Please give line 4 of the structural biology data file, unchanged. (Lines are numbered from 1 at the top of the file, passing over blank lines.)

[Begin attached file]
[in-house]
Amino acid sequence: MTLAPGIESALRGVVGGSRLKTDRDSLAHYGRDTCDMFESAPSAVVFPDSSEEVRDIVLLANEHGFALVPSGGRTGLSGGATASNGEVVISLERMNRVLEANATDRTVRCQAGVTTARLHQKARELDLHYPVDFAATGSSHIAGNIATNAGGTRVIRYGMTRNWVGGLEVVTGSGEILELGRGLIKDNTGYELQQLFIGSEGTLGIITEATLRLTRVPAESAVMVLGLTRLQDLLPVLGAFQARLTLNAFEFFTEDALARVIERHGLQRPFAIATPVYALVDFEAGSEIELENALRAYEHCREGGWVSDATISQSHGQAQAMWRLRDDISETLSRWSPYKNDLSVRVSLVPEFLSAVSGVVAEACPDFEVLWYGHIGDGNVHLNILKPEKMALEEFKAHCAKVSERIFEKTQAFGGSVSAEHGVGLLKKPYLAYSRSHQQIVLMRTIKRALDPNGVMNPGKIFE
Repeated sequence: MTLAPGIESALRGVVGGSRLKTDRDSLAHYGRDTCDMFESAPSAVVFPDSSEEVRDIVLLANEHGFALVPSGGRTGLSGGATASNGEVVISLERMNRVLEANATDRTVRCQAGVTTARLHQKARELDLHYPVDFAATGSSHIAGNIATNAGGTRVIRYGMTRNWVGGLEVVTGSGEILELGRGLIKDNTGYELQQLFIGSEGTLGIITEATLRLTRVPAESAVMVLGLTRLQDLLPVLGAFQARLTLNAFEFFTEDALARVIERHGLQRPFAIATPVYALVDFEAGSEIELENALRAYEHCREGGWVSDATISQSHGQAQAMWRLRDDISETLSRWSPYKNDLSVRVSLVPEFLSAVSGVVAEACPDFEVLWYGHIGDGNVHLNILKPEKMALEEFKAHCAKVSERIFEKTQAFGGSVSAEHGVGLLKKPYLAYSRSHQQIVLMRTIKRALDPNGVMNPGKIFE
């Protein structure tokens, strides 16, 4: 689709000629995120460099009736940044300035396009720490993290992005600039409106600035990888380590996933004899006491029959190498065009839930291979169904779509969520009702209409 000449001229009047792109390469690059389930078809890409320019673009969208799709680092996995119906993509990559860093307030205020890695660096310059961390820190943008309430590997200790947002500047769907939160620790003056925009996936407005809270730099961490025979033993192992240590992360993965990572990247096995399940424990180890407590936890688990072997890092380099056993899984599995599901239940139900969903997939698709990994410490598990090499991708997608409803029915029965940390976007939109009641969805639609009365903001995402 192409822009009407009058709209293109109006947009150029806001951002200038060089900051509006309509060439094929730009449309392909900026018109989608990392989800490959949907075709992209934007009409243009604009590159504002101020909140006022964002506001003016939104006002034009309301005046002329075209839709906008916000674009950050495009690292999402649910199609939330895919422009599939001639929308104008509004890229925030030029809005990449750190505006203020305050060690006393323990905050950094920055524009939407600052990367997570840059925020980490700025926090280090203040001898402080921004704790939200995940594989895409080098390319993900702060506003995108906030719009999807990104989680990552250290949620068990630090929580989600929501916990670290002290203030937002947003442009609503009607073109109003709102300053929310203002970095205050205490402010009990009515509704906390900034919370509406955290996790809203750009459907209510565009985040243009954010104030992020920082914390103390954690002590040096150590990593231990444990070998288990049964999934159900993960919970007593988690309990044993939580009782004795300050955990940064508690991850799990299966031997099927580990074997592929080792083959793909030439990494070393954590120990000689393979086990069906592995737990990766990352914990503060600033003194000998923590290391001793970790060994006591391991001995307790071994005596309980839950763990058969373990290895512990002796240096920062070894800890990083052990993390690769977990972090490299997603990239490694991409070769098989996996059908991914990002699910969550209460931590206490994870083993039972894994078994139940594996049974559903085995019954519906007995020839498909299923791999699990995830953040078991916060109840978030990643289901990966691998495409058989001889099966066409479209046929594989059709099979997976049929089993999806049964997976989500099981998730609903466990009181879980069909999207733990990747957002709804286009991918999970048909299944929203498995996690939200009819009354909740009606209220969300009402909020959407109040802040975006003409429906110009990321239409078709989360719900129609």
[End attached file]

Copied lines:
């Protein structure tokens, strides 16, 4: 689709000629995120460099009736940044300035396009720490993290992005600039409106600035990888380590996933004899006491029959190498065009839930291979169904779509969520009702209409 000449001229009047792109390469690059389930078809890409320019673009969208799709680092996995119906993509990559860093307030205020890695660096310059961390820190943008309430590997200790947002500047769907939160620790003056925009996936407005809270730099961490025979033993192992240590992360993965990572990247096995399940424990180890407590936890688990072997890092380099056993899984599995599901239940139900969903997939698709990994410490598990090499991708997608409803029915029965940390976007939109009641969805639609009365903001995402 192409822009009407009058709209293109109006947009150029806001951002200038060089900051509006309509060439094929730009449309392909900026018109989608990392989800490959949907075709992209934007009409243009604009590159504002101020909140006022964002506001003016939104006002034009309301005046002329075209839709906008916000674009950050495009690292999402649910199609939330895919422009599939001639929308104008509004890229925030030029809005990449750190505006203020305050060690006393323990905050950094920055524009939407600052990367997570840059925020980490700025926090280090203040001898402080921004704790939200995940594989895409080098390319993900702060506003995108906030719009999807990104989680990552250290949620068990630090929580989600929501916990670290002290203030937002947003442009609503009607073109109003709102300053929310203002970095205050205490402010009990009515509704906390900034919370509406955290996790809203750009459907209510565009985040243009954010104030992020920082914390103390954690002590040096150590990593231990444990070998288990049964999934159900993960919970007593988690309990044993939580009782004795300050955990940064508690991850799990299966031997099927580990074997592929080792083959793909030439990494070393954590120990000689393979086990069906592995737990990766990352914990503060600033003194000998923590290391001793970790060994006591391991001995307790071994005596309980839950763990058969373990290895512990002796240096920062070894800890990083052990993390690769977990972090490299997603990239490694991409070769098989996996059908991914990002699910969550209460931590206490994870083993039972894994078994139940594996049974559903085995019954519906007995020839498909299923791999699990995830953040078991916060109840978030990643289901990966691998495409058989001889099966066409479209046929594989059709099979997976049929089993999806049964997976989500099981998730609903466990009181879980069909999207733990990747957002709804286009991918999970048909299944929203498995996690939200009819009354909740009606209220969300009402909020959407109040802040975006003409429906110009990321239409078709989360719900129609």